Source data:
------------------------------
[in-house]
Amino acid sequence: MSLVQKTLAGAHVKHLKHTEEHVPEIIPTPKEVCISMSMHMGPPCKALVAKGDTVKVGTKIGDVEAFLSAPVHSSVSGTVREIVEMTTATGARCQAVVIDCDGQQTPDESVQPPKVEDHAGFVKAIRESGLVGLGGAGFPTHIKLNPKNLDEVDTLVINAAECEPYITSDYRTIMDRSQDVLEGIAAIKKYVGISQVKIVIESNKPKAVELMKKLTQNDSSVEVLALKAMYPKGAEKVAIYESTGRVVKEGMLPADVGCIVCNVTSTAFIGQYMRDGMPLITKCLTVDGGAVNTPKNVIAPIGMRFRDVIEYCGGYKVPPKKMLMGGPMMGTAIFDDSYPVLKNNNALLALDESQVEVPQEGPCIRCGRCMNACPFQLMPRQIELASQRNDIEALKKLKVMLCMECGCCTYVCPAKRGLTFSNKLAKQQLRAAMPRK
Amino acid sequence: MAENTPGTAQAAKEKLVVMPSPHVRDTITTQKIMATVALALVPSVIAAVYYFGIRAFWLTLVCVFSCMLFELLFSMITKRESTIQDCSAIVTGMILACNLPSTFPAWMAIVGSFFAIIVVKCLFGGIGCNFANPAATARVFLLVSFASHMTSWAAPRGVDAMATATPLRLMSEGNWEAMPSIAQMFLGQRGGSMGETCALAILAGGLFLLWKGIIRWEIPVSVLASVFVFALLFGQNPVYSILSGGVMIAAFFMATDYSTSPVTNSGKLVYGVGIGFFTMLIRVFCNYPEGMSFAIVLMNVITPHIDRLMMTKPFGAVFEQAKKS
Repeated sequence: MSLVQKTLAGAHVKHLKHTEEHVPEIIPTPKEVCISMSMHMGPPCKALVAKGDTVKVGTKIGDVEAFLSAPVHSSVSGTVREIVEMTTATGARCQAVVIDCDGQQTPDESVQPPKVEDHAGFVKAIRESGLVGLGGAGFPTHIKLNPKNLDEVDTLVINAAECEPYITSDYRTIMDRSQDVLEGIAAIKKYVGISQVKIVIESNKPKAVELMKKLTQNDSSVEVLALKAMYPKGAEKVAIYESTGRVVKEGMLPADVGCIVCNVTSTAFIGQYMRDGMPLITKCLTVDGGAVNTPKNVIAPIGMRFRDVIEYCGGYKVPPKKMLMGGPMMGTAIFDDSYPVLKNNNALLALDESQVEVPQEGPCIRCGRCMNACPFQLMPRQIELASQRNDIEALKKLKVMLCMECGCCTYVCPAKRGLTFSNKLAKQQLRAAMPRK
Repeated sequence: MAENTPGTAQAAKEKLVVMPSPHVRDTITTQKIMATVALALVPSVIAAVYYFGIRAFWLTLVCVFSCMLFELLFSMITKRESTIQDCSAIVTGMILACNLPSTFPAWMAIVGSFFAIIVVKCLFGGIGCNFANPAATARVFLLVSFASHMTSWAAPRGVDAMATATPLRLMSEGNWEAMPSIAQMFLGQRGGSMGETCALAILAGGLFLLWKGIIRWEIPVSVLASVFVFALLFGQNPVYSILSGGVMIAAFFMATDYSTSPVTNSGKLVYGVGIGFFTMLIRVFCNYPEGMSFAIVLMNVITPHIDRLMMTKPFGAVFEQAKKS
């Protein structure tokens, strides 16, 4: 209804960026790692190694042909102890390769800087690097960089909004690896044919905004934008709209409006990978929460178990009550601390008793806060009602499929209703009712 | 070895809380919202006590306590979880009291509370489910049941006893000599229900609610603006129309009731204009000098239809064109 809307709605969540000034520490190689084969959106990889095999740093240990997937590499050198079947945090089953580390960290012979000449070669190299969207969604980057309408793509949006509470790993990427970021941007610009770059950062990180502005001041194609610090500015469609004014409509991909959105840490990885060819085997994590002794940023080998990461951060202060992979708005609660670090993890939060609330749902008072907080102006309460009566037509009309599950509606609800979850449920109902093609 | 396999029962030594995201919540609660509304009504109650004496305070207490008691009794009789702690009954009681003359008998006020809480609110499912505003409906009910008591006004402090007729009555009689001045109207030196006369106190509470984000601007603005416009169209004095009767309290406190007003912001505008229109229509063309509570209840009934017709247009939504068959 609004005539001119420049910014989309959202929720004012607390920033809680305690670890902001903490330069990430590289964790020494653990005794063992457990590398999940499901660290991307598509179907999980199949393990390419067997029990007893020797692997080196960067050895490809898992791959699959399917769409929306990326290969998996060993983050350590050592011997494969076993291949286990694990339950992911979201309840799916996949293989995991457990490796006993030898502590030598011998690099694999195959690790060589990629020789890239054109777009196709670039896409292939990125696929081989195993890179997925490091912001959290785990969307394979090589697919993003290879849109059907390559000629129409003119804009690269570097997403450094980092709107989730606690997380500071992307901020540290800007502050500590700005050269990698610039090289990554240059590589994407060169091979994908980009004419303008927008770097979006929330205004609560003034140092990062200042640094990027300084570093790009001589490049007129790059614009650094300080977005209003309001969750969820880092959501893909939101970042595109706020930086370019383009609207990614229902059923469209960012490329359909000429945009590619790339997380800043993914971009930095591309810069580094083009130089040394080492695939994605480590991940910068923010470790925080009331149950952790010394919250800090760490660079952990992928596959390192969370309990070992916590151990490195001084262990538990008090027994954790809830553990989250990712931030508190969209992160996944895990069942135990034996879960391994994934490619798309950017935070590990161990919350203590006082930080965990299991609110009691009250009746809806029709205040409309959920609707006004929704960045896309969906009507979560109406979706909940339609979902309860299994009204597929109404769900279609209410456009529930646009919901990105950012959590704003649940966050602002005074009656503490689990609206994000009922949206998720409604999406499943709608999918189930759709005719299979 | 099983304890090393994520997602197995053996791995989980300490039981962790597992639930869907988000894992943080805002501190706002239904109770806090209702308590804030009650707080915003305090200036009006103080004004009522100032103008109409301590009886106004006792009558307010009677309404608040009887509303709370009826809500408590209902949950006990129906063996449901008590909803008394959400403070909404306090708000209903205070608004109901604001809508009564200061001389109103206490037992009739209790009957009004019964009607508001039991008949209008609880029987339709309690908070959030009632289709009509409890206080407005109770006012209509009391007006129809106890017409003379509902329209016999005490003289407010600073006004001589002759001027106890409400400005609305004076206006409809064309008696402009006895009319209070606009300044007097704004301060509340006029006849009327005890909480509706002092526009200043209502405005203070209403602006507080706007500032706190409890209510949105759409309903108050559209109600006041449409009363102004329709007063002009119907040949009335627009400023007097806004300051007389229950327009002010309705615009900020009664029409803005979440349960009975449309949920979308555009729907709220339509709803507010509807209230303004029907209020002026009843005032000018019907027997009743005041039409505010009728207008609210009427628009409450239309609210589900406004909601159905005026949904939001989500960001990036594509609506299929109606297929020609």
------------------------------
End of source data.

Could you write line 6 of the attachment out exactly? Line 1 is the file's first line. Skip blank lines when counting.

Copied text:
């Protein structure tokens, strides 16, 4: 209804960026790692190694042909102890390769800087690097960089909004690896044919905004934008709209409006990978929460178990009550601390008793806060009602499929209703009712 | 070895809380919202006590306590979880009291509370489910049941006893000599229900609610603006129309009731204009000098239809064109 809307709605969540000034520490190689084969959106990889095999740093240990997937590499050198079947945090089953580390960290012979000449070669190299969207969604980057309408793509949006509470790993990427970021941007610009770059950062990180502005001041194609610090500015469609004014409509991909959105840490990885060819085997994590002794940023080998990461951060202060992979708005609660670090993890939060609330749902008072907080102006309460009566037509009309599950509606609800979850449920109902093609 | 396999029962030594995201919540609660509304009504109650004496305070207490008691009794009789702690009954009681003359008998006020809480609110499912505003409906009910008591006004402090007729009555009689001045109207030196006369106190509470984000601007603005416009169209004095009767309290406190007003912001505008229109229509063309509570209840009934017709247009939504068959 609004005539001119420049910014989309959202929720004012607390920033809680305690670890902001903490330069990430590289964790020494653990005794063992457990590398999940499901660290991307598509179907999980199949393990390419067997029990007893020797692997080196960067050895490809898992791959699959399917769409929306990326290969998996060993983050350590050592011997494969076993291949286990694990339950992911979201309840799916996949293989995991457990490796006993030898502590030598011998690099694999195959690790060589990629020789890239054109777009196709670039896409292939990125696929081989195993890179997925490091912001959290785990969307394979090589697919993003290879849109059907390559000629129409003119804009690269570097997403450094980092709107989730606690997380500071992307901020540290800007502050500590700005050269990698610039090289990554240059590589994407060169091979994908980009004419303008927008770097979006929330205004609560003034140092990062200042640094990027300084570093790009001589490049007129790059614009650094300080977005209003309001969750969820880092959501893909939101970042595109706020930086370019383009609207990614229902059923469209960012490329359909000429945009590619790339997380800043993914971009930095591309810069580094083009130089040394080492695939994605480590991940910068923010470790925080009331149950952790010394919250800090760490660079952990992928596959390192969370309990070992916590151990490195001084262990538990008090027994954790809830553990989250990712931030508190969209992160996944895990069942135990034996879960391994994934490619798309950017935070590990161990919350203590006082930080965990299991609110009691009250009746809806029709205040409309959920609707006004929704960045896309969906009507979560109406979706909940339609979902309860299994009204597929109404769900279609209410456009529930646009919901990105950012959590704003649940966050602002005074009656503490689990609206994000009922949206998720409604999406499943709608999918189930759709005719299979 | 099983304890090393994520997602197995053996791995989980300490039981962790597992639930869907988000894992943080805002501190706002239904109770806090209702308590804030009650707080915003305090200036009006103080004004009522100032103008109409301590009886106004006792009558307010009677309404608040009887509303709370009826809500408590209902949950006990129906063996449901008590909803008394959400403070909404306090708000209903205070608004109901604001809508009564200061001389109103206490037992009739209790009957009004019964009607508001039991008949209008609880029987339709309690908070959030009632289709009509409890206080407005109770006012209509009391007006129809106890017409003379509902329209016999005490003289407010600073006004001589002759001027106890409400400005609305004076206006409809064309008696402009006895009319209070606009300044007097704004301060509340006029006849009327005890909480509706002092526009200043209502405005203070209403602006507080706007500032706190409890209510949105759409309903108050559209109600006041449409009363102004329709007063002009119907040949009335627009400023007097806004300051007389229950327009002010309705615009900020009664029409803005979440349960009975449309949920979308555009729907709220339509709803507010509807209230303004029907209020002026009843005032000018019907027997009743005041039409505010009728207008609210009427628009409450239309609210589900406004909601159905005026949904939001989500960001990036594509609506299929109606297929020609």